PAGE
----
to implement MRP-based systems successfully. In a survey conducted in [7], it was revealed that only 37% of the implementations achieved predicted budgets, and 66% of the companies realised less than half of the projected benefits. Moreover, while accurate percentages of unsuccessful implementations vary from study to study, nearly 20% of the times they are characterised as failures [7], with only a small number of companies achieving a Class A MRP operation [8]. The main reasons for that are commonly attributed to the fact that MRP-based systems do not produce detailed shopfloor schedules, since standard MRP method merely specifies the job release and completion dates in the context of time buckets [9]. Also, most of them assume infinite production capacity, thus using inflated, constant, and thus unrealistic lead times.

2. Literature Review

The integration of capacity limitations into the MRP planning process was one of the major areas of research in the past. Since the pure MRP logic is deployed in today's MRP-II,

2212-8271 © 2014 The Authors. Published by Elsevier B.V. This is an open access article under the CC BY-NC-ND license (http://creativecommons.Org/licenses/by-nc-nd/4.0/).

Selection and peer-review under responsibility of the International Scientific Committee of "9th CIRP ICME Conference" doi:10.1016/j.procir.2015.06.004

ERP and Supply Chain Management (SCM) systems, when they are used for production planning and control, their outputs suffer from the same false assumptions. The majority of the less recently published models and algorithms on capacity-sensitive production planning are complex and difficult to use in industrial practice. They employ either complex mathematical programming, as in Rahmnani et al., [10] and Wu and Shi [11], or heuristics in order to calculate workload-dependent planned lead times, as in Dobson and Karmarkar [12] and Aouam and Uzsoy [13]. Due to the fact that when the number of variables and constraints is raised the computational time increases rapidly, they operate under a lot of simplistic assumptions and restrict their use only to small problems. In addition, their performance under a dynamic production environment may be unreliable. As they are not easily understood by the planner, confidence in their results is limited [14]. Finally, the complications that product customisation introduces to the modern shop-floor, heavily its production planning and control functions, thus, the robustness of the deployed MRP-based solution is a catalytic factor for high performance.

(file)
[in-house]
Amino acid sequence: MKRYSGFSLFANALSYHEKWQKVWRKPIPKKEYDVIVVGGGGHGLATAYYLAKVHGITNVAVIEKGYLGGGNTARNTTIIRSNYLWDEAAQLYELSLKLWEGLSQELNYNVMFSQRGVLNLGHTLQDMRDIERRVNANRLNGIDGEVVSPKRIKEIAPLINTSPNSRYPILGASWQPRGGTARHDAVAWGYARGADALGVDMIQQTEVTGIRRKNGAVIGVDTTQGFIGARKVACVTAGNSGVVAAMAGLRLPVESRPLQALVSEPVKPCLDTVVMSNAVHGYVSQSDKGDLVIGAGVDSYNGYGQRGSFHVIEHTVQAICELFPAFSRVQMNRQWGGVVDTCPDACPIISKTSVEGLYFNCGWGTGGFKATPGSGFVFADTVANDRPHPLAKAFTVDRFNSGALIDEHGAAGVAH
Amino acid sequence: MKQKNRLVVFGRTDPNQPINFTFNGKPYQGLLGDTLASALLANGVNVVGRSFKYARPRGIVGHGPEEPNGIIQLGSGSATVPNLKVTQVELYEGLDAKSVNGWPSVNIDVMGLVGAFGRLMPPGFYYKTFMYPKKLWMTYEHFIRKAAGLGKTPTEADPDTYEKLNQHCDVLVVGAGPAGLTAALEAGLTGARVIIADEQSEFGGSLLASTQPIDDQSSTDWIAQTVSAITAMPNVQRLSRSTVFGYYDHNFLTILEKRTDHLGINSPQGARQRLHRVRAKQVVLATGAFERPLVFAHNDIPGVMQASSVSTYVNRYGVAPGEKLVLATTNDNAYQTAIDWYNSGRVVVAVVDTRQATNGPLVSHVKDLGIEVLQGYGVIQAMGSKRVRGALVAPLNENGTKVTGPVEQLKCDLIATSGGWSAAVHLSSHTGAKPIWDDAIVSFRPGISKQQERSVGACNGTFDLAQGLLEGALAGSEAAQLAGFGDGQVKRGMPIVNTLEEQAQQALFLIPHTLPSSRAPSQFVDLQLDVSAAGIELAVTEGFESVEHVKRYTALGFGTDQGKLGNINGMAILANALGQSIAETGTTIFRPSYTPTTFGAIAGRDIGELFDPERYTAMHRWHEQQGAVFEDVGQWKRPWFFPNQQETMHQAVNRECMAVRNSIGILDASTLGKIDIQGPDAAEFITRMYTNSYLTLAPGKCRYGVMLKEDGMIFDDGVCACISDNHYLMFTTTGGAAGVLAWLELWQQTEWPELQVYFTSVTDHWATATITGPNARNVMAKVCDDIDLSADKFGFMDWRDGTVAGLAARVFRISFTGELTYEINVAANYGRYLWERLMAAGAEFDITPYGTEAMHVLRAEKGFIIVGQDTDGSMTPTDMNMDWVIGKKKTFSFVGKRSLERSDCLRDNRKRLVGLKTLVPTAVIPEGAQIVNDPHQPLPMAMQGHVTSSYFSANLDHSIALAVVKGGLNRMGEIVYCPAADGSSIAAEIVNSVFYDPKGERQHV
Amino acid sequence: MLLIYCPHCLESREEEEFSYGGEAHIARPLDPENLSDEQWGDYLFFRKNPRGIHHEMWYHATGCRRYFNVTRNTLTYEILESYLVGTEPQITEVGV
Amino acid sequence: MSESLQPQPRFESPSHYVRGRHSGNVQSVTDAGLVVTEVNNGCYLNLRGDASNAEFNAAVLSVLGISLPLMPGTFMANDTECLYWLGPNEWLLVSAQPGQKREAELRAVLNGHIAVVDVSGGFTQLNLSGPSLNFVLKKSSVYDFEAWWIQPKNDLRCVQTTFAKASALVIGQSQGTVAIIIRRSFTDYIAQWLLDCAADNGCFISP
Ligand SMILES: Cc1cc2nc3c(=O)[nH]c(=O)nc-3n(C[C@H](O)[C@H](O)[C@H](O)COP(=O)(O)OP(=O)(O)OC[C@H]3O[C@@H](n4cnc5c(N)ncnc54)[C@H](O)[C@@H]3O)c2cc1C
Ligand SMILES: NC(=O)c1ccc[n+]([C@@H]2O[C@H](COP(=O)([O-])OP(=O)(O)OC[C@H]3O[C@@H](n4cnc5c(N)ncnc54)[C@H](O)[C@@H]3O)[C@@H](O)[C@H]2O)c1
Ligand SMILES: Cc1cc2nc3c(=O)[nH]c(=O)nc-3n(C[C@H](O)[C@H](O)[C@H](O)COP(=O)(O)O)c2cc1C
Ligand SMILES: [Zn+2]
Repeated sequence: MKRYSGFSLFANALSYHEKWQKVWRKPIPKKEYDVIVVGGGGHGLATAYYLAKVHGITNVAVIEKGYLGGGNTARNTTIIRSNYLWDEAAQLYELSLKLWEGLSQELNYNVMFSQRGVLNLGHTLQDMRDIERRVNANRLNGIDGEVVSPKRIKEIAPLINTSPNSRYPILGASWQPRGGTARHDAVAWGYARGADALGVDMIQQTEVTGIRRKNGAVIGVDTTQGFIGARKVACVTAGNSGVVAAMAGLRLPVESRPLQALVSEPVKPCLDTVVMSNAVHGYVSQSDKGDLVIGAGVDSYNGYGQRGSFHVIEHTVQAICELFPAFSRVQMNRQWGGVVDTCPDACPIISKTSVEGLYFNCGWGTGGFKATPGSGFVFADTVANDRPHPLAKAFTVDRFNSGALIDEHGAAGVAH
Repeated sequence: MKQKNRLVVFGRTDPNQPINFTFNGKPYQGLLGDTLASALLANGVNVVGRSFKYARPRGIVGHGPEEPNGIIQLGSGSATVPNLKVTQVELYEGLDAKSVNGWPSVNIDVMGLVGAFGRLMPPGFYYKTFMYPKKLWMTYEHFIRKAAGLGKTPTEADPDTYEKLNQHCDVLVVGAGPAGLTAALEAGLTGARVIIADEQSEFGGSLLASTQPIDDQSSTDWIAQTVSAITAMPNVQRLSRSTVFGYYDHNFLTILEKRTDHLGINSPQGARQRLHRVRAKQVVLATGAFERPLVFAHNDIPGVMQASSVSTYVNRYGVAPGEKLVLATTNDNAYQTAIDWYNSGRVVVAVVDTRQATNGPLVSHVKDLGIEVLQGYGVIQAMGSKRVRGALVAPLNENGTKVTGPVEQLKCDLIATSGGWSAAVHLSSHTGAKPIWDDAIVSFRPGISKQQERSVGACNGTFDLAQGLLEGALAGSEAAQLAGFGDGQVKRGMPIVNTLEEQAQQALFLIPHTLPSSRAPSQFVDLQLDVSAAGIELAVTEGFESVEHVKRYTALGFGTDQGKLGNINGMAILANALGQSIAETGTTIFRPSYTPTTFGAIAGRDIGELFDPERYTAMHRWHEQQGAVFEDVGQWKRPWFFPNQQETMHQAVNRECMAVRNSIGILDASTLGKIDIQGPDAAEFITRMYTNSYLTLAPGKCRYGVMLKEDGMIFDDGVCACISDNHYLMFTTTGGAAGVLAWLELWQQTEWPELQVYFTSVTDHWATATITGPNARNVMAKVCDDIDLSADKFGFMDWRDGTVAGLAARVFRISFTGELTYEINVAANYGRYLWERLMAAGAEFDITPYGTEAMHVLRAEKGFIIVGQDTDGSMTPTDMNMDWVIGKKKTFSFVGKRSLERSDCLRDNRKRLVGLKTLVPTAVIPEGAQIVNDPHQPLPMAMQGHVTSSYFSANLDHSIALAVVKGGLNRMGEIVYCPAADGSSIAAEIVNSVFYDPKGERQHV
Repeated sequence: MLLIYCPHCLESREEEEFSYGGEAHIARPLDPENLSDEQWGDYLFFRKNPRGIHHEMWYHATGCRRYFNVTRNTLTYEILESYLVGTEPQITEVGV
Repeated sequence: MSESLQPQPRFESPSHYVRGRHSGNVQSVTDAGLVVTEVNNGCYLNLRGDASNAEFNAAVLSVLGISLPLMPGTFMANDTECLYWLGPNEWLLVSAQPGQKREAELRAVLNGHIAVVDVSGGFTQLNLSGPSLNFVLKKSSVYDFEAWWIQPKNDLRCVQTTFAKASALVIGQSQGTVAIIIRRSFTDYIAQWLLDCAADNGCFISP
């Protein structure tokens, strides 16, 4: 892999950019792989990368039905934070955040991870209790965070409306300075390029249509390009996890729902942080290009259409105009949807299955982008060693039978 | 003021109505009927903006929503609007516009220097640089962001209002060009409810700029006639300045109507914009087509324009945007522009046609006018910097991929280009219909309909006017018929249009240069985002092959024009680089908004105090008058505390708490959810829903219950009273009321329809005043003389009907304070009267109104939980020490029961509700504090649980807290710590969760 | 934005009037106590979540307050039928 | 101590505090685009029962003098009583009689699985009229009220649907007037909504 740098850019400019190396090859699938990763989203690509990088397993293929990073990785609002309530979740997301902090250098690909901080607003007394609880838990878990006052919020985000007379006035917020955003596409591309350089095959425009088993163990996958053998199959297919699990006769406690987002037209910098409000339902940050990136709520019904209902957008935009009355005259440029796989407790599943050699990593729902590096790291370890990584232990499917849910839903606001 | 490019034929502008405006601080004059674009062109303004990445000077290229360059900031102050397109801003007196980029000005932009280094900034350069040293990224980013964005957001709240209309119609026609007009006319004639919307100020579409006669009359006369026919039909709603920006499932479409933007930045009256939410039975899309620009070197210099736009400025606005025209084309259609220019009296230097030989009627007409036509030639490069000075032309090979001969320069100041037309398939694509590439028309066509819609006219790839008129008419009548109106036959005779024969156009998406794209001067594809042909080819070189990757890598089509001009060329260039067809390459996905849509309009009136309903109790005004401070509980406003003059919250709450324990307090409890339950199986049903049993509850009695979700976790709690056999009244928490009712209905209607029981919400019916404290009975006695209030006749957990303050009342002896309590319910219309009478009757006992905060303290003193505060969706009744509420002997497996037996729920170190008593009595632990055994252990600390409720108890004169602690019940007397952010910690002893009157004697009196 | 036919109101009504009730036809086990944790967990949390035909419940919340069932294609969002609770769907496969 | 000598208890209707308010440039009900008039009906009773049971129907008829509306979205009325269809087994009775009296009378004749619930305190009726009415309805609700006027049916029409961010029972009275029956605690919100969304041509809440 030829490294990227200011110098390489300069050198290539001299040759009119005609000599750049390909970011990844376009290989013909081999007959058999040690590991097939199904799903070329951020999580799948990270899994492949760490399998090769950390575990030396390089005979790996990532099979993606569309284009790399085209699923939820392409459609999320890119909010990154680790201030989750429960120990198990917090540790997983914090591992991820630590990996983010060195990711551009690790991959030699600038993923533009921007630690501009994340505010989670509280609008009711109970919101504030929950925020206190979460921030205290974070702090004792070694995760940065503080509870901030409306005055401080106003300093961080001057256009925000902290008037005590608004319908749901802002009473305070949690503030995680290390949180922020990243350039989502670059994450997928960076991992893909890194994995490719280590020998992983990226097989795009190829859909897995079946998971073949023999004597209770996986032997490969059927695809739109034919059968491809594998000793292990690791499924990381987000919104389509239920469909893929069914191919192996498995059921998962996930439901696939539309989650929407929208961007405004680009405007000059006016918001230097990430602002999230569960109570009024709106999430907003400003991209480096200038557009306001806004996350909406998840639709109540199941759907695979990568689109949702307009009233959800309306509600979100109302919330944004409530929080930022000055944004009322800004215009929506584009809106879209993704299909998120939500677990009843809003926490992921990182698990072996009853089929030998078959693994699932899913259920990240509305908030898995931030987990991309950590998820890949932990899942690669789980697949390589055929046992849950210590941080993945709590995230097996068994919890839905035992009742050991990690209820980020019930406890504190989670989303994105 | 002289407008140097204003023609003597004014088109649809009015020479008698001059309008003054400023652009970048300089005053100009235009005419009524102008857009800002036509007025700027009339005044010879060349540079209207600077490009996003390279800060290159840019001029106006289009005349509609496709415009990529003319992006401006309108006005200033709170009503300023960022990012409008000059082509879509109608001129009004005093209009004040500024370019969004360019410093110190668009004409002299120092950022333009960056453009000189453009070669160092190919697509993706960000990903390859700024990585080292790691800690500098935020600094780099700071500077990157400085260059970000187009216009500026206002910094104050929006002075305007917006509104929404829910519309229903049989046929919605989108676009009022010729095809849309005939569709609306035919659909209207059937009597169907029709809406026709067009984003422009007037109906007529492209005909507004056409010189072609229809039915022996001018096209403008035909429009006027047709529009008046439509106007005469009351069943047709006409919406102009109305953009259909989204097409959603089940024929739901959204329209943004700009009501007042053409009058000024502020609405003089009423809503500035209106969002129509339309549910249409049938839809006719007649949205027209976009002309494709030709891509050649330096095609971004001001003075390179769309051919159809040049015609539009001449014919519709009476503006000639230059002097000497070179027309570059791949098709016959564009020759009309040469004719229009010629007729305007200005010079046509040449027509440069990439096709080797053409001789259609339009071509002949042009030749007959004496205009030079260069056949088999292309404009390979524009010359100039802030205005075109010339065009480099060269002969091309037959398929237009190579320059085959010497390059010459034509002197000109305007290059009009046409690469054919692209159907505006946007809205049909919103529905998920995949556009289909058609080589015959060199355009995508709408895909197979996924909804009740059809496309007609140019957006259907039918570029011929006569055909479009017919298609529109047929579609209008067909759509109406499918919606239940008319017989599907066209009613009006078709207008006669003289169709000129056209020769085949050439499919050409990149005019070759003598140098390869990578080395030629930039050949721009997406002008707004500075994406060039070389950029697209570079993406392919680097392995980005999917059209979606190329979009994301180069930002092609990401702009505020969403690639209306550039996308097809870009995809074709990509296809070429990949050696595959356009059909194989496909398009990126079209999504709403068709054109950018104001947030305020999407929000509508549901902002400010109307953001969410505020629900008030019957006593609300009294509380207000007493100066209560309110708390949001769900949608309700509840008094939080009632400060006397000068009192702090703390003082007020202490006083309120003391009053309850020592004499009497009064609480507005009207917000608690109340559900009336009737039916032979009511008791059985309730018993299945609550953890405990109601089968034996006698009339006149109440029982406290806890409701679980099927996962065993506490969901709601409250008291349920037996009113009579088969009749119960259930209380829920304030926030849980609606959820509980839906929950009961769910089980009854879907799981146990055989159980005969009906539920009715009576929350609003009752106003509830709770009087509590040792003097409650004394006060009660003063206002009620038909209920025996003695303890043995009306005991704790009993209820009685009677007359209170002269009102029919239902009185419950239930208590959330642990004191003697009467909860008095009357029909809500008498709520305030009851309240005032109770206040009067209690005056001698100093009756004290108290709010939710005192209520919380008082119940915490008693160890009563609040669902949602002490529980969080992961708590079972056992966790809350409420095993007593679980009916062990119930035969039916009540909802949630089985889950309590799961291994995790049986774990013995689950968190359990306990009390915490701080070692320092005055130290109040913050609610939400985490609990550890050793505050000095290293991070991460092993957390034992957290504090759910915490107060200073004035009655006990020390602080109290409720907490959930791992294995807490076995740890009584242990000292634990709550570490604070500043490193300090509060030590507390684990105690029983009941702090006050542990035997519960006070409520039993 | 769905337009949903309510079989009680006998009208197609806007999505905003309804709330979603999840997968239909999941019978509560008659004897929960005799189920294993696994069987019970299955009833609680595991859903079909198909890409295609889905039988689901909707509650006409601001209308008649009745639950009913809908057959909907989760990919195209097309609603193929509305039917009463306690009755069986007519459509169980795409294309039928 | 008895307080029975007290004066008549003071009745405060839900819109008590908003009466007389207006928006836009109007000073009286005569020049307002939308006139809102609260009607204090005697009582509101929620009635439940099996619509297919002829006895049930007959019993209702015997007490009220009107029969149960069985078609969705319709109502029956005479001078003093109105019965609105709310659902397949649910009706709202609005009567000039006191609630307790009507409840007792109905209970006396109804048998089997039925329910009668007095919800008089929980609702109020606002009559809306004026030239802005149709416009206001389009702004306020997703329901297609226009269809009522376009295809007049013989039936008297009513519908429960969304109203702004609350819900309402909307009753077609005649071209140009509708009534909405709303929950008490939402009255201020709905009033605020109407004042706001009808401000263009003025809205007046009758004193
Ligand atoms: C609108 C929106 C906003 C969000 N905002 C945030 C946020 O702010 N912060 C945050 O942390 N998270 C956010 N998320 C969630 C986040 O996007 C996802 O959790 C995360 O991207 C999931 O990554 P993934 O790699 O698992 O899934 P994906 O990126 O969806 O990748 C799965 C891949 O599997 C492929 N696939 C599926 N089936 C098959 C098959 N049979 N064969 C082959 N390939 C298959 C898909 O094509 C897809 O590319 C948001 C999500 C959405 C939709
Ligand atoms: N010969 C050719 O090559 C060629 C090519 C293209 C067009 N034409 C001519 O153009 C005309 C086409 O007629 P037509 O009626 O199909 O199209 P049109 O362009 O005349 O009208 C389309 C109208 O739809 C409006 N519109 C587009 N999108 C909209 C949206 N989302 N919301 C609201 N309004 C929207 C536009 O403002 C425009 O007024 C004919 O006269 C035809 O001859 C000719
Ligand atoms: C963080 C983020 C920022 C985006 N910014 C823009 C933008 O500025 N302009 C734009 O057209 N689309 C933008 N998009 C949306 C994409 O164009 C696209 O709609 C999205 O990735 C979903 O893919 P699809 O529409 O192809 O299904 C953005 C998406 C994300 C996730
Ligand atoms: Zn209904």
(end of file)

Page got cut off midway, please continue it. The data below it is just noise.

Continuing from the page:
These limitations have led to a lot of recently published research on the performance of different finite-capacitated production planning systems based on standard MRP. Pandey et al. [14] presented a capacitated material requirements planning algorithm that has been found to be superior to the existing standard MRP system in terms of mean job tardiness and inventory holding cost per part. However, the lot-sizing problem is not addressed and only a single resource for each part type is assumed to be available. Ho and Chang [15] proposed an integrated MRP and Just-In-Time (JIT) framework, modelled as an integer linear program in combination with forward and backward heuristics for finding detailed shop floor schedules with the objective of minimizing the total production cost without, however, providing any information related to actual implementations. Furthermore, they neither addressed the lot-sizing problem, nor did they deal with the refinement of the scheduling problem using multiple criteria. Koh et al. [16] presented the development and implementation of a generic model for simulating MRP-controlled finite-capacitated manufacturing environments in order to study the effects of uncertainty and production fluctuations on the performance of a company. The output of the infinite capacitated MRP planning acts as the main input to the simulation model. This link is problematic due to the fact that the simulation model does not recognize dependence relationships among the parts and hence it simply processes a part whenever the required resources are available. Iranpoor et al., [17] studied a general flexible flowshop scheduling problem minimising earliness and tardiness penalties deriving from the less or excess quantity produced. The model used deterministic processing times and fixed penalty costs for predefined production quantities. A capacitated master planning problem with inventory constraints over discrete multi-period horizons is presented in [18]. The paper focused solely on the determination of optimum pricing policies and schedules for a master facility planning level, thus the time components were aggregated, and possibly non-realistic. Another recent study, considered a drum-buffer-rope-based production planning

method as a control mechanism that exhibited high potential as a decision making tool especially for turbulent manufacturing environments [19]. However, a constraint of the method is the acquisition of real-time accurate monitoring data that require specialised high-investment equipment found only in state of the art shop-floors.

Literature on capacity-sensitive MRP fails to provide a comprehensive solution to all discrete manufacturing environments especially for finite short to medium-term horizon. Their application is usually limited to a number of constraints, such as the number of machines and processing stages, input from an interfaced MRP system, and bucketed planning horizon convention to name a few.